The Institute of Public Policy Research's econometric model for road transport shows that as a result of vehicle electrification fuel duty revenues will more than halve in real terms by 2030 – by at least £10bn.
It says that not only has car use apparently peaked in the UK and other industrialised countries, with people now making fewer journeys and travelling less distance by car, but recent years have seen the biggest drop in new car CO2 emissions on record.
The apparent ‘peak car’ trend suggests some fundamental shifts are taking place in transport, which date back to the 1990s.
The IPPR's report looks in detail at three key challenges faced by policymakers – technology (emissions and efficiency), finance (sustaining the public purse) and social justice (access for all) – and outlines a policy framework that could help to ensure these challenges are overcome.
The report says that to meet climate change targets, 1.7million vehicles will need to be electric or plug-in hybrid by 2020, a tough car emissions targets is needed and that that the best R&D into low carbon motor manufacturing needs to be co-ordinated and backed by Government.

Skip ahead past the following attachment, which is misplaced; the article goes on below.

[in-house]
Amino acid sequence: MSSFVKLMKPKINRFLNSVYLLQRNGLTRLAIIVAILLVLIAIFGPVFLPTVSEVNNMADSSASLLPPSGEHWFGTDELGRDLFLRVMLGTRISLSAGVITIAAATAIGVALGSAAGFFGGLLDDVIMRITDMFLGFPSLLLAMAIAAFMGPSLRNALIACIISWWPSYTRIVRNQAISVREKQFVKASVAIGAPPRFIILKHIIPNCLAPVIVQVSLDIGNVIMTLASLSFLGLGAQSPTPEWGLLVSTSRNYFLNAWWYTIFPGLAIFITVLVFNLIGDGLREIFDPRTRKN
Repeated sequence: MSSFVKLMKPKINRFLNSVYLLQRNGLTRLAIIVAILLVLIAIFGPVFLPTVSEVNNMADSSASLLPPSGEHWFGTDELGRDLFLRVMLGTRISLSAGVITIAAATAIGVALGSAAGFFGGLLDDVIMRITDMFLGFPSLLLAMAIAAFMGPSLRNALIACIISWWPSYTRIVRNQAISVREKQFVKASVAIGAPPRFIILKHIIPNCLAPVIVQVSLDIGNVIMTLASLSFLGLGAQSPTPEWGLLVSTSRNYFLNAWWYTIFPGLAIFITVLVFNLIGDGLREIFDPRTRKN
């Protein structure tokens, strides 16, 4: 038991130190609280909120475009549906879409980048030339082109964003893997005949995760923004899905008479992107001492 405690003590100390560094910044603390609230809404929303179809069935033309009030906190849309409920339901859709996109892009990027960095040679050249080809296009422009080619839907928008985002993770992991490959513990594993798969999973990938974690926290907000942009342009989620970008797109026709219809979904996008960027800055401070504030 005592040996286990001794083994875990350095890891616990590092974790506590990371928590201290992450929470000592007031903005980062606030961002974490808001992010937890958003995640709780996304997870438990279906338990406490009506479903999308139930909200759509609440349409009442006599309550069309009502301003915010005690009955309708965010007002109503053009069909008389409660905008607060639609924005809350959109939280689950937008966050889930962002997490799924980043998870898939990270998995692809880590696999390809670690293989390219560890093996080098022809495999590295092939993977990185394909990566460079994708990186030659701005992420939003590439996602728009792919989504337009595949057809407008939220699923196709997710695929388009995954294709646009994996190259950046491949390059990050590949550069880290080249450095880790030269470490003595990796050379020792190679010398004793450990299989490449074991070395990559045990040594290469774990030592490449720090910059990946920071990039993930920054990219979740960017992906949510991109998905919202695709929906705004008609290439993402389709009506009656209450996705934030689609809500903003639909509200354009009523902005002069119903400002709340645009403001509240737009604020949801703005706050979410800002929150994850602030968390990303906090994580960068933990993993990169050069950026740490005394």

Using an econometric model to predict the impact of the shift to electric and hybrid cars, the IPPR's analysis says that as well reducing Government tax revenue, such a shift in the costs of motoring could lead to greater congestion.
The report also argues that the Government should build on the forthcoming road-user charging scheme for HGVs by piloting revenue neutral ‘pay-as-you-go’ driving schemes after 2015, reflecting the findings of Fleet News in a recent article on falling revenues at HMRC.
Nick Pearce, IPPR director, said: “To meet our climate change targets we need to decarbonise road transport over the next decade, which means setting a tough target for car emissions of 95g/km by 2020. If UK manufacturing is going to be at the forefront of this green cars revolution, we also need an active industrial strategy that backs the best R&D.
“Our analysis shows that the Treasury is going to lose at least £10bn of revenue by 2030 in reduced fuel duty. Road-user charging is going to need to be carefully introduced to make up for this loss of revenue, building on the forthcoming scheme for HGVs and on the experience of toll roads like the M6.”